Two AI start-ups sued by record labels over copyright violations 

The world’s largest record labels are taking legal action against two AI start-ups, Suno and Udio, accusing them of massive copyright infringement. 

Companies like Sony Music, Universal Music Group, and Warner Records claim that these firms’ software unlawfully reproduces music, generating similar content and demanding $150,000 per infringing work.

In the past, AI companies have defended their practices under the fair use doctrine, which allows the use of copyrighted material without a license under certain conditions, such as for satire or news. Proponents liken AI’s learning process to the way humans learn by consuming various forms of media.

However, the lawsuits filed in federal courts in Massachusetts and New York argue that Suno and Udio are profiting from outright copying.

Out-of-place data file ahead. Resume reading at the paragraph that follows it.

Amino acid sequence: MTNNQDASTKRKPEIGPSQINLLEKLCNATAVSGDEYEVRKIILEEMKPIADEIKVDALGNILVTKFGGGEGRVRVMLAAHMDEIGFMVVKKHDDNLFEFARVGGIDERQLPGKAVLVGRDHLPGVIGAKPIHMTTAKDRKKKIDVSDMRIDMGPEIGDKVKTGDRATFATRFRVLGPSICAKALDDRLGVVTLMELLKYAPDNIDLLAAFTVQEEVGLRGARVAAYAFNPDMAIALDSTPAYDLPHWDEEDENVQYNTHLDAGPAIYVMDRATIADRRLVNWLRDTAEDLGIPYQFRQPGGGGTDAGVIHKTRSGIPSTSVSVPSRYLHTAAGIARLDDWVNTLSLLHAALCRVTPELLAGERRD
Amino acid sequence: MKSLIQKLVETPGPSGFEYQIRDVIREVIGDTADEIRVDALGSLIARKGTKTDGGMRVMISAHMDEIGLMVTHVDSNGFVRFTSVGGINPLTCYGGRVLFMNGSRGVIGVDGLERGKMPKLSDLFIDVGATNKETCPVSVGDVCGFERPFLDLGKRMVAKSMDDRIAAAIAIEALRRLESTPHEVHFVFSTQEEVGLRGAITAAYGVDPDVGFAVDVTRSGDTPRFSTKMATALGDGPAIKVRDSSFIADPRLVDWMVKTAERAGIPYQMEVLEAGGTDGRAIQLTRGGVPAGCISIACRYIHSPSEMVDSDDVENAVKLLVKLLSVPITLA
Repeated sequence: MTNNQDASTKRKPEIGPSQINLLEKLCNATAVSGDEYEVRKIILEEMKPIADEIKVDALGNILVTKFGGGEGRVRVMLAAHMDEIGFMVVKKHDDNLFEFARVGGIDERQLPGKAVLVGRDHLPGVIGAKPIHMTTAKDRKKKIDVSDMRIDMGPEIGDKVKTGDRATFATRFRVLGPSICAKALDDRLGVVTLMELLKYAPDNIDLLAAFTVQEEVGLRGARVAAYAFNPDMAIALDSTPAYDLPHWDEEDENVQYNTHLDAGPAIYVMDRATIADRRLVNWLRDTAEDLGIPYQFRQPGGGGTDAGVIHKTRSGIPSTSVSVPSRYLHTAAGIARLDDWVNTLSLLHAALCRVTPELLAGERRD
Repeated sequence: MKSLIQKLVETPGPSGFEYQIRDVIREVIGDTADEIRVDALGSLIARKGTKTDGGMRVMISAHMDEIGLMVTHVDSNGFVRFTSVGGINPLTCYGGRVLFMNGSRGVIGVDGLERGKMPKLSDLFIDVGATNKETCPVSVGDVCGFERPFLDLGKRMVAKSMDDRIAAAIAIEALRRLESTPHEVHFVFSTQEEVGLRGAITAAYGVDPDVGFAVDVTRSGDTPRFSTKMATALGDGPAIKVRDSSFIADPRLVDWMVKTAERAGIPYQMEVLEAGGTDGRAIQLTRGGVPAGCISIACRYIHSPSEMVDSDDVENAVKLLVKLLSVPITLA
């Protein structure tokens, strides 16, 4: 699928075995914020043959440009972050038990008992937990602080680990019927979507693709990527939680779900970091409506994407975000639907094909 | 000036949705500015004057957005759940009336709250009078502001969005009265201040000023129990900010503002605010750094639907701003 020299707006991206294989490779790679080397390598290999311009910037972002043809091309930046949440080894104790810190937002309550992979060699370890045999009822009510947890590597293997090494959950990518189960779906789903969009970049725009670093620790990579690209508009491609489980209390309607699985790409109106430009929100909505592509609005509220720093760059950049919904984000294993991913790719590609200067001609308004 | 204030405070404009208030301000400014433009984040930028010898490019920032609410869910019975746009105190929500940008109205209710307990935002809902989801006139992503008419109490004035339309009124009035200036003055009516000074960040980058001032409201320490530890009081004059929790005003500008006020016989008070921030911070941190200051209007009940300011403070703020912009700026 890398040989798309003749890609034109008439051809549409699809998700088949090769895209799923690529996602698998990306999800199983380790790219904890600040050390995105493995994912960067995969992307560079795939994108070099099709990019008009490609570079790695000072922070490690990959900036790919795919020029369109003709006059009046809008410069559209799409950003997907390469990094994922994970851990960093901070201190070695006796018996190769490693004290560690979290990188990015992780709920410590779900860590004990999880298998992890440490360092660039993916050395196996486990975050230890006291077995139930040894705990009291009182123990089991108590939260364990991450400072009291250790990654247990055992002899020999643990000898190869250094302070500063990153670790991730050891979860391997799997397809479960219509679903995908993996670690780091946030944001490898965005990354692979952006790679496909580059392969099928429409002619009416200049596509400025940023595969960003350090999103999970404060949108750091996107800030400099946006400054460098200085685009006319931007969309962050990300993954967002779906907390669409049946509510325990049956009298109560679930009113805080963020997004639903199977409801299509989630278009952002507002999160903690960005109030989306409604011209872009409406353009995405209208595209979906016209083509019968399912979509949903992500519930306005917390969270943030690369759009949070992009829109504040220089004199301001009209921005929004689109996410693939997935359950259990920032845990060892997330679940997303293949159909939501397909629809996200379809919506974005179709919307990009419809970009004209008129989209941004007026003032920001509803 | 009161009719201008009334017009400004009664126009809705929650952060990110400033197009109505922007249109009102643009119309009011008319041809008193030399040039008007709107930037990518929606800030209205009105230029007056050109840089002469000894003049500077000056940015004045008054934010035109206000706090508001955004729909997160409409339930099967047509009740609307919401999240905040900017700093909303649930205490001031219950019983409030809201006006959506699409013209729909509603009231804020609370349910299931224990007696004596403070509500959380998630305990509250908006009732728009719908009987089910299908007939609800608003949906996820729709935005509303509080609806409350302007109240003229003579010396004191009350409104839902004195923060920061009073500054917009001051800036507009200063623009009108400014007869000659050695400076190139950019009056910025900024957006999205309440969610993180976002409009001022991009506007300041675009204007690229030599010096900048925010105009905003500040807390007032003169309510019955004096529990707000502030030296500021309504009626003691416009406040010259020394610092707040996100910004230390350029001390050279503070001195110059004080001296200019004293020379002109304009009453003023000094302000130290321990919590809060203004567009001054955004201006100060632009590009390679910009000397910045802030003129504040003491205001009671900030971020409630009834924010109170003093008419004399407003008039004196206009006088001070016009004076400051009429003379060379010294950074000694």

The complaints state that the AI models ingest copyrighted recordings solely to produce new, competitive music files, rather than offering any transformative purpose.

The record labels argue that the AI-generated works are nearly indistinguishable from the originals, giving examples like “Prancing Queen,” which closely mimics ABBA’s style, and Udio’s renditions of Mariah Carey’s “All I Want for Christmas is You” and The Temptations’ “My Girl.” 

The lawsuits also claim that these activities undermine genuine human creativity and violate copyright laws, warning that such practices threaten the entire music industry.

The Recording Industry Association of America announced these lawsuits on Monday, marking a significant moment in a broader wave of legal challenges from authors, news organisations, and other groups against AI firms’ use of their work.

Udio, operating out of New York under the name Uncharted Labs, has backing from notable venture capitalists like Andreessen Horowitz. It gained rapid popularity after its public release in April, particularly for creating “BBL Drizzy,” a parody track stemming from the Kendrick Lamar and Drake feud.

Suno is based in Massachusetts and launched its first product last year after partnering with Microsoft. The company has over 10 million users. It charges a subscription fee and recently secured $125 million from investors.

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